Why Do Japanese Commit Hara-Kiri?

A frustrated Bridgestone tire executive committed hara-kiri this week in his boss’ Tokyo office. Newspapers tell us that suicide by hara-kiri is rare, but not unheard of, in modern Japan. Why do Japanese commit hara-kiri?

Hara-kiri is a ritualized form of suicide with roots in 12th century Japanese samurai warrior culture. Rather than be captured, a defeated swordsman would stab himself in the left belly, draw the blade to the right, then pull upwards. Encyclopedia Britannica adds that “it was considered exemplary form to stab again below the chest and press downward across the first cut, and then to pierce one’s throat.” Obviously, bleeding to death from a gut wound or suffocating from a throat wound is a slow and miserable way to die. As practiced by defeated samurai, it was meant as atonement. It also demonstrated enormous psychological courage, which was a way of winning back some measure of honor even in defeat.

In later years, Japanese officials would sometimes commit hara-kiri to protest a superior’s decision. Like self-immolation, hara-kiri is meant to attract attention and show a willingness to sacrifice oneself for a greater cause. The Bridgestone executive may have been protesting his firm’s corporate restructuring. Japanese officials sometimes killed themselves to atone for botching an assignment, or out of grief over a leader’s death. When the Mejii emperor died in 1912, his leading general committed hara-kiri out of respect for the dead leader. (Please don’t ask Explainer to get into the whole samurai-master thing.)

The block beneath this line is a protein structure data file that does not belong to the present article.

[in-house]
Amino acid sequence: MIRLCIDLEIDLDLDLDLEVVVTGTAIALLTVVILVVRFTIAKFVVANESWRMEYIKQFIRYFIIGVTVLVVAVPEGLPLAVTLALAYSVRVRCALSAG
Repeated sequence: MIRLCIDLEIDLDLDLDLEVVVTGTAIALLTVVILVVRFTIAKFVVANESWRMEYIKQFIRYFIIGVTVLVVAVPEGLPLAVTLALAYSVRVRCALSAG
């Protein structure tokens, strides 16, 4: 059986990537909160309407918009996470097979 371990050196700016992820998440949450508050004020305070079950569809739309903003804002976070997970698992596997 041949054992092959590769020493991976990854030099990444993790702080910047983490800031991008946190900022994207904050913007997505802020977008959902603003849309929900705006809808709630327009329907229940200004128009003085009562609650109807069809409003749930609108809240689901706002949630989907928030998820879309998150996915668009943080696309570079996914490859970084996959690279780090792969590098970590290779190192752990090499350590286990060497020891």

From at least the 15th century, the Japanese emperor employed hara-kiri as a punishment, sending a messenger to give a ceremonial dagger to the person he wanted dead. The unlucky recipient had no choice, of course, but because the death was self-inflicted it was considered more honorable than ordinary execution. Often, in a concession to physical suffering, a friend standing behind him would lop off the condemned man’s head just after he stabbed himself. (Novelist Yukio Mishima received such an assist from a colleague when he committed hara-kiri in 1970.) Sometimes, in an even more symbolic version of the ritual, the friend would lop off the condemned man’s head as he reached out for the dagger but before he stabbed himself.

Encartasays that for many centuries there were an estimated 1,500 instances of voluntary and obligatory hara-kiri per year. But in 1868 or 1873 (sources disagree) the emperor abolished obligatory hara-kiri, and voluntary procedures became less frequent as well. Still, during World War II many Japanese soldiers committed hara-kiri rather than tolerate capture. Finally, hara-kiri (meaning “belly cutting”) is not a word that most Japanese use. The common term for the practice in Japan is “seppuku” which roughly translates to “self-disembowelment.”